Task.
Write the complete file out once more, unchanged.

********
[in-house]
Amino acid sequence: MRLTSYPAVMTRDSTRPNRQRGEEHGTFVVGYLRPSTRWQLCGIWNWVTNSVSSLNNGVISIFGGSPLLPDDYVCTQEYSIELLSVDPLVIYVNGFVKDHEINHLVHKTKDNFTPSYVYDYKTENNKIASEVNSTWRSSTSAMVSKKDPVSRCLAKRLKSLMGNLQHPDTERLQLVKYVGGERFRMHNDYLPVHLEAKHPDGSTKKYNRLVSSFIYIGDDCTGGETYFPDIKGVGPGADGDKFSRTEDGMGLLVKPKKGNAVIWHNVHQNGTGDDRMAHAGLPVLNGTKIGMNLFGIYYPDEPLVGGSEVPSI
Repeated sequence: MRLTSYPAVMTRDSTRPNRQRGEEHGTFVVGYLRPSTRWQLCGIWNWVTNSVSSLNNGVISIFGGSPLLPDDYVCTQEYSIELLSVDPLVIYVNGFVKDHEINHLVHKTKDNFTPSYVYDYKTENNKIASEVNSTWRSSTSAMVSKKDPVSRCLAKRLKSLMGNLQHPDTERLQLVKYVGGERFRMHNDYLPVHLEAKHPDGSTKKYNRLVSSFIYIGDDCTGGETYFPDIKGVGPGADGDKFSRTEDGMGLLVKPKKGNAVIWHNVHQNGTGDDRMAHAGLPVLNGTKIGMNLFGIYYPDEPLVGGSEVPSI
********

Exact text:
[in-house]
Amino acid sequence: MRLTSYPAVMTRDSTRPNRQRGEEHGTFVVGYLRPSTRWQLCGIWNWVTNSVSSLNNGVISIFGGSPLLPDDYVCTQEYSIELLSVDPLVIYVNGFVKDHEINHLVHKTKDNFTPSYVYDYKTENNKIASEVNSTWRSSTSAMVSKKDPVSRCLAKRLKSLMGNLQHPDTERLQLVKYVGGERFRMHNDYLPVHLEAKHPDGSTKKYNRLVSSFIYIGDDCTGGETYFPDIKGVGPGADGDKFSRTEDGMGLLVKPKKGNAVIWHNVHQNGTGDDRMAHAGLPVLNGTKIGMNLFGIYYPDEPLVGGSEVPSI
Repeated sequence: MRLTSYPAVMTRDSTRPNRQRGEEHGTFVVGYLRPSTRWQLCGIWNWVTNSVSSLNNGVISIFGGSPLLPDDYVCTQEYSIELLSVDPLVIYVNGFVKDHEINHLVHKTKDNFTPSYVYDYKTENNKIASEVNSTWRSSTSAMVSKKDPVSRCLAKRLKSLMGNLQHPDTERLQLVKYVGGERFRMHNDYLPVHLEAKHPDGSTKKYNRLVSSFIYIGDDCTGGETYFPDIKGVGPGADGDKFSRTEDGMGLLVKPKKGNAVIWHNVHQNGTGDDRMAHAGLPVLNGTKIGMNLFGIYYPDEPLVGGSEVPSI